The International Students for Liberty Conference officially opened on the evening of Friday 26 February 2016 with hundreds of scholars from all over the US, Latin America, Asia-Pacific and Europe in attendance. The Reason Foundation had a big presence at the conference, with prominent journalist Nick Gillespie opening by leading a panel discussion with Dr George Will and Matt Welch on ‘why the world is actually getting more libertarian’. Throughout Saturday, I attended back-to-back breakout sessions on various issues including immigration, human rights and politics. There were two standouts for me: the first being a presentation by Dr Bryan Caplan (CATO Institute) on the benefits of open borders and the second being Alex Nowratesh’s (CATO Institute) explanation on the economic effects of immigration. The ‘open borders’ debate is a common topic of conversation amongst Libertarian scholars and one I particularly enjoy participating in. I admit that I must continue to read and learn more before I can form my own view – this is something I look forward to developing further when I return to Australia. I would like to write an article on the arguments for and against open borders in my spare time this year.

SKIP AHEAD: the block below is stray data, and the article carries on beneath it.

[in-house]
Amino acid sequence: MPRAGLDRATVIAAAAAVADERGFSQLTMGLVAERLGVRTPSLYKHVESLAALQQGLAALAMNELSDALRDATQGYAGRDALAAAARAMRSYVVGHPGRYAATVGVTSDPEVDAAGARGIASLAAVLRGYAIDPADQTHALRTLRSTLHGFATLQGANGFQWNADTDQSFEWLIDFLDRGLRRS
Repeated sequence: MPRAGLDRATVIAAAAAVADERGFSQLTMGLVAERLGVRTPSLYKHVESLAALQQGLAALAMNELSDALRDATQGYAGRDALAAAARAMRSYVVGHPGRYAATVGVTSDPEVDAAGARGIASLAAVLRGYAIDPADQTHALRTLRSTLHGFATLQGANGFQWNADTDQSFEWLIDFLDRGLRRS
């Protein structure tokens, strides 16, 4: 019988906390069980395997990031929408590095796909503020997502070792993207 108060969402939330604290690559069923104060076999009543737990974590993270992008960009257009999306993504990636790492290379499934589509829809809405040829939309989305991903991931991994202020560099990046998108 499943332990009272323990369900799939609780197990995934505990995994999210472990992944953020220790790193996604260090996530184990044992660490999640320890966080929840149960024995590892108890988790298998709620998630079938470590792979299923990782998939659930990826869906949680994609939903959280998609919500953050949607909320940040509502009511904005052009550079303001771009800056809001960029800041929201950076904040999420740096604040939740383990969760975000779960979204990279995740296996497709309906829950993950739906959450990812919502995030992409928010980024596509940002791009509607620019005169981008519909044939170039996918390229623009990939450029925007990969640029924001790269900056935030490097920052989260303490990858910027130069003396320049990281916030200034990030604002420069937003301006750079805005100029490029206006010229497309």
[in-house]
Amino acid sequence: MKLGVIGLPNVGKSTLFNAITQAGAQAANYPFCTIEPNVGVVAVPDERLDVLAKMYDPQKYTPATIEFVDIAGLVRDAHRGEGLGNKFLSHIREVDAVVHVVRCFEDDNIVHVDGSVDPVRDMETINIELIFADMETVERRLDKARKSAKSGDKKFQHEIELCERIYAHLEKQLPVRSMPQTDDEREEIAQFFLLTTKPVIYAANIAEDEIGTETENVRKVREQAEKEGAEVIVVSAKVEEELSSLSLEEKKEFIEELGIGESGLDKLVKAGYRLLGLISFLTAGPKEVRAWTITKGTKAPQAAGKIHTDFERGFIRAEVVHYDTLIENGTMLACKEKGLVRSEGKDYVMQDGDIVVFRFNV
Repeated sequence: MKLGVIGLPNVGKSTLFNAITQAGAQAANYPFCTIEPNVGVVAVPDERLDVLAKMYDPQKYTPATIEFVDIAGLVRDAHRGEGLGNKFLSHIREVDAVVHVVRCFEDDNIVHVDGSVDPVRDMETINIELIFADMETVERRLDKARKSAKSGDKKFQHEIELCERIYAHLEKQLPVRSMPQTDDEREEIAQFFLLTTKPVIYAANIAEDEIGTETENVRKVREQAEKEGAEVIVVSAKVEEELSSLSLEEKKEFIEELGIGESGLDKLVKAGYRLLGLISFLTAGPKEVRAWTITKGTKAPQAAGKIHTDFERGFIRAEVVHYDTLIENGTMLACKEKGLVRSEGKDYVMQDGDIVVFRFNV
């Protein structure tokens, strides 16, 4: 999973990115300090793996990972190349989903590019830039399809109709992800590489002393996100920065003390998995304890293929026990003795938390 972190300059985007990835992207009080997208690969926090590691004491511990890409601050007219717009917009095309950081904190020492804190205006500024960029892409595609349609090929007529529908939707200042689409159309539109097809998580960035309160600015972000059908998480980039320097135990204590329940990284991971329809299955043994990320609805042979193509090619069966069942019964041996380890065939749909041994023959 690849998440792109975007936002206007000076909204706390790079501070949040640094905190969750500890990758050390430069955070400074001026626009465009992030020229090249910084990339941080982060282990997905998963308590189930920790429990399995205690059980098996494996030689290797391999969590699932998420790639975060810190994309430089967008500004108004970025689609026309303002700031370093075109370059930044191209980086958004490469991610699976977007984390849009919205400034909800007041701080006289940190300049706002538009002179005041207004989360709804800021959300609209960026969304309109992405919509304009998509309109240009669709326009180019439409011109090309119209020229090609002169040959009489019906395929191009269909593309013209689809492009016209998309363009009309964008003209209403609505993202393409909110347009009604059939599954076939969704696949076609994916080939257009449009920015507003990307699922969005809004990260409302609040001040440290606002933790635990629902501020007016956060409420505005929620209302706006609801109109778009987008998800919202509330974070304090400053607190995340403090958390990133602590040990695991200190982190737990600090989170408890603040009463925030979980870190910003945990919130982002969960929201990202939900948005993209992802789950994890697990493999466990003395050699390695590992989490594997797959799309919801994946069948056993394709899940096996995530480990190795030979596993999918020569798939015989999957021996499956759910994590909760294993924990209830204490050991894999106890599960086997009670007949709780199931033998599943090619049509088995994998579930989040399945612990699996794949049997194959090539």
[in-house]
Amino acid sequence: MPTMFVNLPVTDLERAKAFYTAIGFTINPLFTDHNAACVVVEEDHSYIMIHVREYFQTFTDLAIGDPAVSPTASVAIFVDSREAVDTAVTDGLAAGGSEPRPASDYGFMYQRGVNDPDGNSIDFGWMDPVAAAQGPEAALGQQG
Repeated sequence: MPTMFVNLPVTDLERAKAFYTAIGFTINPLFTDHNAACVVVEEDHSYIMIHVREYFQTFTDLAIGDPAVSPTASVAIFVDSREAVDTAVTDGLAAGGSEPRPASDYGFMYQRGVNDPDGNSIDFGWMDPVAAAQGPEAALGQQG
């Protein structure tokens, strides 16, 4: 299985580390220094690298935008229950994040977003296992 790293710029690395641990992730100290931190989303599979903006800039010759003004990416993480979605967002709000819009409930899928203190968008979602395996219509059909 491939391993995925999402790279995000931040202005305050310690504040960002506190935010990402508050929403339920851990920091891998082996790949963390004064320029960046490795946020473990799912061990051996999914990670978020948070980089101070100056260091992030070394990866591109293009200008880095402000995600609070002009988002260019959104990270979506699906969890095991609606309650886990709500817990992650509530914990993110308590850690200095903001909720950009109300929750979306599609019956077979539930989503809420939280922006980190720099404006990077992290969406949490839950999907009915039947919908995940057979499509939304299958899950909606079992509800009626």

My interest in policy and research has undoubtedly grown and become a passion of mine over the last 3 months. Whilst I have always enjoyed writing and discussing political topics, my time with the Reason Foundation in Los Angeles has consolidated my interest in policy. I am incredibly grateful to the Mannkal Foundation for the opportunity to travel to the United States to further explore my passion for research. My experience with the Reason Foundation has been truly life changing and I look forward to sharing my thoughts on issues such as privatisation and immigration with other students, friends and family in Western Australia. Thanks to Mannkal, I have been able to meet with some of the most influential and inspirational writers in the United States as well as form new friendships with incredible young people from Perth. These networks are invaluable and have opened my mind up to another world and way of thinking. This unforgettable journey would not have been possible without Ron Manners and the Mannkal Foundation. Thankyou for the opportunity to represent Mannkal and I look forward to sharing my experiences with future scholars!